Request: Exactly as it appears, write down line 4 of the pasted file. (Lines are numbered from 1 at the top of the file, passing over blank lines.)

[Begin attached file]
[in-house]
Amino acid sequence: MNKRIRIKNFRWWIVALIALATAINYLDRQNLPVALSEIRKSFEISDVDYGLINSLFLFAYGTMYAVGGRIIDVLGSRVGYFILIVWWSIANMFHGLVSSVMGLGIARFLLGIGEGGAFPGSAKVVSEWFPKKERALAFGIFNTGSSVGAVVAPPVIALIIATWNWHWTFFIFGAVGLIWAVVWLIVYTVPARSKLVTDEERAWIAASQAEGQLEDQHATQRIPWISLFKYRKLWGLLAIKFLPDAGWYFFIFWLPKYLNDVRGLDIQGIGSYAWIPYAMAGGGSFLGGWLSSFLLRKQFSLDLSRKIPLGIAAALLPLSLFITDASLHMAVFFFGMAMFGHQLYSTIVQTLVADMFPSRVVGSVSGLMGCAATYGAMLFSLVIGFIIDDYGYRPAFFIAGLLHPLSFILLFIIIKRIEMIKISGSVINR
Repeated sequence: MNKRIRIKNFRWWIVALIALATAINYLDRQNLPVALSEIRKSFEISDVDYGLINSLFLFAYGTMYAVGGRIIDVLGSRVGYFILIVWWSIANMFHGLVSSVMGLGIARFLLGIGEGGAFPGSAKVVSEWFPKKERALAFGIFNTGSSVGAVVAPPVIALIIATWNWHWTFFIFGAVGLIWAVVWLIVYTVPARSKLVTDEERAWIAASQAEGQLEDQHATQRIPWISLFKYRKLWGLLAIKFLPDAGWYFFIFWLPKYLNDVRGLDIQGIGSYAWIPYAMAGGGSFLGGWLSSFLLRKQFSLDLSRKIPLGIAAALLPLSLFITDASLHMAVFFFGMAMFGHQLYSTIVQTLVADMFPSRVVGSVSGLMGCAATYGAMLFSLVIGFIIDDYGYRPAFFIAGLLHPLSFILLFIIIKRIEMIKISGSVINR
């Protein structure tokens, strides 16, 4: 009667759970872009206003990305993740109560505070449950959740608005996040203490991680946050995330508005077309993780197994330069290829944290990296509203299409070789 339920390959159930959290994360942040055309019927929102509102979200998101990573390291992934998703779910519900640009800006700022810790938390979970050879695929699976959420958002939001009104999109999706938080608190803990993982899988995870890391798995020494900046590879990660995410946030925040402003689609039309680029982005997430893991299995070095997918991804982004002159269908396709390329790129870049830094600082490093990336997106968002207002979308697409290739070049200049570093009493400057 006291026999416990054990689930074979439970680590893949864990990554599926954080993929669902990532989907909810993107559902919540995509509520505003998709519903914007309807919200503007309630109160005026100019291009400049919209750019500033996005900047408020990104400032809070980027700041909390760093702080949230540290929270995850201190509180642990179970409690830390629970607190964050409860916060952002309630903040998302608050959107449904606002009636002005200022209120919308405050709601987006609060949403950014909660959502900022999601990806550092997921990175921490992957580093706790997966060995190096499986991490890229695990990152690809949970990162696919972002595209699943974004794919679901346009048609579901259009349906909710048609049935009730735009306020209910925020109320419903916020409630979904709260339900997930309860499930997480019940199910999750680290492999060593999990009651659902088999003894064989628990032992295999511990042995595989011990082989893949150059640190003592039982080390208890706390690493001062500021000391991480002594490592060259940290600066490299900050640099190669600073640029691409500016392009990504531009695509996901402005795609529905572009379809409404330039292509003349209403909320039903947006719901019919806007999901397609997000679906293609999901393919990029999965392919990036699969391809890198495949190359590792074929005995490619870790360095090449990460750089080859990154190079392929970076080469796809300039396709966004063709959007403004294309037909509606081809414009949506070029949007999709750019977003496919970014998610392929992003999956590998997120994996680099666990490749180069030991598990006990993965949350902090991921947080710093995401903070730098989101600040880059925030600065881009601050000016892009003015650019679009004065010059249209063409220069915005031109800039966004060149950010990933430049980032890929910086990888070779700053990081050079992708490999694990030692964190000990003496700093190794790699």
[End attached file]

């Protein structure tokens, strides 16, 4: 009667759970872009206003990305993740109560505070449950959740608005996040203490991680946050995330508005077309993780197994330069290829944290990296509203299409070789 339920390959159930959290994360942040055309019927929102509102979200998101990573390291992934998703779910519900640009800006700022810790938390979970050879695929699976959420958002939001009104999109999706938080608190803990993982899988995870890391798995020494900046590879990660995410946030925040402003689609039309680029982005997430893991299995070095997918991804982004002159269908396709390329790129870049830094600082490093990336997106968002207002979308697409290739070049200049570093009493400057 006291026999416990054990689930074979439970680590893949864990990554599926954080993929669902990532989907909810993107559902919540995509509520505003998709519903914007309807919200503007309630109160005026100019291009400049919209750019500033996005900047408020990104400032809070980027700041909390760093702080949230540290929270995850201190509180642990179970409690830390629970607190964050409860916060952002309630903040998302608050959107449904606002009636002005200022209120919308405050709601987006609060949403950014909660959502900022999601990806550092997921990175921490992957580093706790997966060995190096499986991490890229695990990152690809949970990162696919972002595209699943974004794919679901346009048609579901259009349906909710048609049935009730735009306020209910925020109320419903916020409630979904709260339900997930309860499930997480019940199910999750680290492999060593999990009651659902088999003894064989628990032992295999511990042995595989011990082989893949150059640190003592039982080390208890706390690493001062500021000391991480002594490592060259940290600066490299900050640099190669600073640029691409500016392009990504531009695509996901402005795609529905572009379809409404330039292509003349209403909320039903947006719901019919806007999901397609997000679906293609999901393919990029999965392919990036699969391809890198495949190359590792074929005995490619870790360095090449990460750089080859990154190079392929970076080469796809300039396709966004063709959007403004294309037909509606081809414009949506070029949007999709750019977003496919970014998610392929992003999956590998997120994996680099666990490749180069030991598990006990993965949350902090991921947080710093995401903070730098989101600040880059925030600065881009601050000016892009003015650019679009004065010059249209063409220069915005031109800039966004060149950010990933430049980032890929910086990888070779700053990081050079992708490999694990030692964190000990003496700093190794790699």